News and Promotions
Medicaid enrollment increased by an average of 4.8% nationally between December 2007 and December 2008 to reach 44.7 million, according to figures compiled by the Kaiser Family Foundation.
Six states experienced double-digit increases: Colorado, Florida, Hawaii, Indiana, Maryland and Wisconsin.
Wisconsin led all states with a 16.8% enrollment spike in the 12-month period, in part due to an expansion of Medicaid eligibility in BadgerCare Plus in February 2008. The program increased access to children in families of all incomes, up from 185% of the federal poverty level, said Stephanie Smiley, spokeswoman for the Wisconsin Dept. of Health Services. The state also increased eligibility for pregnant women to 300% of poverty and for parents and caretaker relatives to 200%.
Wisconsin Medicaid enrollment increased from 687,000 in December 2007 to 802,700 a year later, according to the Kaiser figures. "We saw an enormous amount of demand," Smiley said.
Only four states -- Arkansas, ...
Cholesterol levels increase sharply at the onset of menopause, which may elevate the risk of coronary heart disease, according to a study in the Dec. 15/22, 2009, Journal of the American College of Cardiology (content.onlinejacc.org/cgi/content/abstract/54/25/2366/).
The study indicated that early intervention by physicians could reduce this risk.
Researchers analyzed data from 1,054 women who participated in the Study of Women's Health Across the Nation. SWAN is a multisite, epidemiologic study, funded by the National Institutes of Health, that has followed more than 3,000 middle-age American women since 1996.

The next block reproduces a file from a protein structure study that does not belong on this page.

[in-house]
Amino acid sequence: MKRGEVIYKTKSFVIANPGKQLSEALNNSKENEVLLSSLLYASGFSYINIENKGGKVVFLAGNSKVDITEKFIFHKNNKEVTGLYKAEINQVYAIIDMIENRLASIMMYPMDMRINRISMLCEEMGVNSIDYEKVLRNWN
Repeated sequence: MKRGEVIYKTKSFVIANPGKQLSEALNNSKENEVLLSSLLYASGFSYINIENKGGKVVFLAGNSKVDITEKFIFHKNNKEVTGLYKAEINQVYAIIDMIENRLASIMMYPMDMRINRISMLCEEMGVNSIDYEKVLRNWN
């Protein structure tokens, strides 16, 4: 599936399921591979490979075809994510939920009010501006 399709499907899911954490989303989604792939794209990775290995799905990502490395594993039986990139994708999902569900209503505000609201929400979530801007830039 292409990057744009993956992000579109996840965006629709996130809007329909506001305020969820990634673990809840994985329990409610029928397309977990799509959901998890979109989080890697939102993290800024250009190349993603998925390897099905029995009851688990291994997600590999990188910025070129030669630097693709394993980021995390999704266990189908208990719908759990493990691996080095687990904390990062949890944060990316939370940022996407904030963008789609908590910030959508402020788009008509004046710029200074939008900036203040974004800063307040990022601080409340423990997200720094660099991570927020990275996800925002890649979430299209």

The study indicated that regardless of women's ethnicity, the levels of total cholesterol, low-density lipoprotein cholesterol and apolipoprotein B were significantly greater around the year of the final menstrual period than levels before and after that time.
Author Karen A. Matthews, PhD, suggested that physicians order a lipid panel for their patients nearing meno ...
The number of state health department epidemiologists and the tasks they can perform have decreased since 2006, according to a study published in the Centers for Disease Control and Prevention's Dec. 18, 2009, Morbidity and Mortality Weekly Report (www.cdc.gov/mmwr/preview/mmwrhtml/mm5849a1.htm).
The report and public health experts indicate that the reduction in health departments' epidemiology capacity is due in part to diminished federal public health preparedness funding, and states' overall budget cuts.
Annual grants to states through federal preparedness funding decreased from a high of $1 billion in 2002 to approximately $698 million in 2008. The reduction coincided with a decrease in bioterrorism/emergency epidemiology and surveillance capacity, the report states.
For physicians, this means possibly less guidance on how to treat public health emergencies, and more patients with illnesses that potentially could have been prevented had data been available, the report's a ...